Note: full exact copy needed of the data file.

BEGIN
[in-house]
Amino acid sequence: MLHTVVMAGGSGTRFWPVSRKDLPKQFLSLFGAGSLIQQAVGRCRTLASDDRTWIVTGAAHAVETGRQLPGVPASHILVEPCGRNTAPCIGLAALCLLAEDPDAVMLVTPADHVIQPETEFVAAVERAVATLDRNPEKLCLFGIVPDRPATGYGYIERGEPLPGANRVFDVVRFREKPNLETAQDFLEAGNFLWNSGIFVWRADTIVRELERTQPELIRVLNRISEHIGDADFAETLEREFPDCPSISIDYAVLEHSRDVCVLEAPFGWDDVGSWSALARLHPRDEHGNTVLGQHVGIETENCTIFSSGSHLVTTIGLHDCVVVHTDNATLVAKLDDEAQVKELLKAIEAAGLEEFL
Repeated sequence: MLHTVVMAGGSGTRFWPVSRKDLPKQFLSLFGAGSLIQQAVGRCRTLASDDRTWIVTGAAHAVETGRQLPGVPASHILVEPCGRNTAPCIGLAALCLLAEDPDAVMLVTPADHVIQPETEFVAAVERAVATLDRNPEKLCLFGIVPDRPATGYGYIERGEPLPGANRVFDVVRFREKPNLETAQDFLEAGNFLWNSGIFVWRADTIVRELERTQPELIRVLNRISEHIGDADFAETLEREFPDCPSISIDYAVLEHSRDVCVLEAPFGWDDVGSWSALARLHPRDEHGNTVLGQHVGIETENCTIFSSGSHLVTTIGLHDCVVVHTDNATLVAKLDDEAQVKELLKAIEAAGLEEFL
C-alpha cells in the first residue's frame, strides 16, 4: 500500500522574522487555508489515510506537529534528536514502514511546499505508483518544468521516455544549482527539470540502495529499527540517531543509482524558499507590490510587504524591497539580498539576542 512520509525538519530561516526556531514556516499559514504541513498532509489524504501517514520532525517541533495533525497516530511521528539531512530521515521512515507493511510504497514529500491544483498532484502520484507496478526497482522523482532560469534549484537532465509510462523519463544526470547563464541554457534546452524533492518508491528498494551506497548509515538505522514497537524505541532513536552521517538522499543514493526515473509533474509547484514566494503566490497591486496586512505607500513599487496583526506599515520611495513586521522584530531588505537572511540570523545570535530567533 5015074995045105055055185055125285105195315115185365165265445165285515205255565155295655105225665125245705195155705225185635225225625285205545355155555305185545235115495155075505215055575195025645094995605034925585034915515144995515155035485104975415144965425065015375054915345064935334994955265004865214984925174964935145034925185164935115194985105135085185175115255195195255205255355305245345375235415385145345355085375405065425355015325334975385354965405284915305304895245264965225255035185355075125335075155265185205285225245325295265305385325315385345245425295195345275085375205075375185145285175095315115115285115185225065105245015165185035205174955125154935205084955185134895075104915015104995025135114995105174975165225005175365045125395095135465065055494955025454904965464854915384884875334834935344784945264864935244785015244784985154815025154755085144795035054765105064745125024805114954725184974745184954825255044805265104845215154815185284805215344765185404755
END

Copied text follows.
[in-house]
Amino acid sequence: MLHTVVMAGGSGTRFWPVSRKDLPKQFLSLFGAGSLIQQAVGRCRTLASDDRTWIVTGAAHAVETGRQLPGVPASHILVEPCGRNTAPCIGLAALCLLAEDPDAVMLVTPADHVIQPETEFVAAVERAVATLDRNPEKLCLFGIVPDRPATGYGYIERGEPLPGANRVFDVVRFREKPNLETAQDFLEAGNFLWNSGIFVWRADTIVRELERTQPELIRVLNRISEHIGDADFAETLEREFPDCPSISIDYAVLEHSRDVCVLEAPFGWDDVGSWSALARLHPRDEHGNTVLGQHVGIETENCTIFSSGSHLVTTIGLHDCVVVHTDNATLVAKLDDEAQVKELLKAIEAAGLEEFL
Repeated sequence: MLHTVVMAGGSGTRFWPVSRKDLPKQFLSLFGAGSLIQQAVGRCRTLASDDRTWIVTGAAHAVETGRQLPGVPASHILVEPCGRNTAPCIGLAALCLLAEDPDAVMLVTPADHVIQPETEFVAAVERAVATLDRNPEKLCLFGIVPDRPATGYGYIERGEPLPGANRVFDVVRFREKPNLETAQDFLEAGNFLWNSGIFVWRADTIVRELERTQPELIRVLNRISEHIGDADFAETLEREFPDCPSISIDYAVLEHSRDVCVLEAPFGWDDVGSWSALARLHPRDEHGNTVLGQHVGIETENCTIFSSGSHLVTTIGLHDCVVVHTDNATLVAKLDDEAQVKELLKAIEAAGLEEFL
C-alpha cells in the first residue's frame, strides 16, 4: 500500500522574522487555508489515510506537529534528536514502514511546499505508483518544468521516455544549482527539470540502495529499527540517531543509482524558499507590490510587504524591497539580498539576542 512520509525538519530561516526556531514556516499559514504541513498532509489524504501517514520532525517541533495533525497516530511521528539531512530521515521512515507493511510504497514529500491544483498532484502520484507496478526497482522523482532560469534549484537532465509510462523519463544526470547563464541554457534546452524533492518508491528498494551506497548509515538505522514497537524505541532513536552521517538522499543514493526515473509533474509547484514566494503566490497591486496586512505607500513599487496583526506599515520611495513586521522584530531588505537572511540570523545570535530567533 5015074995045105055055185055125285105195315115185365165265445165285515205255565155295655105225665125245705195155705225185635225225625285205545355155555305185545235115495155075505215055575195025645094995605034925585034915515144995515155035485104975415144965425065015375054915345064935334994955265004865214984925174964935145034925185164935115194985105135085185175115255195195255205255355305245345375235415385145345355085375405065425355015325334975385354965405284915305304895245264965225255035185355075125335075155265185205285225245325295265305385325315385345245425295195345275085375205075375185145285175095315115115285115185225065105245015165185035205174955125154935205084955185134895075104915015104995025135114995105174975165225005175365045125395095135465065055494955025454904965464854915384884875334834935344784945264864935244785015244784985154815025154755085144795035054765105064745125024805114954725184974745184954825255044805265104845215154815185284805215344765185404755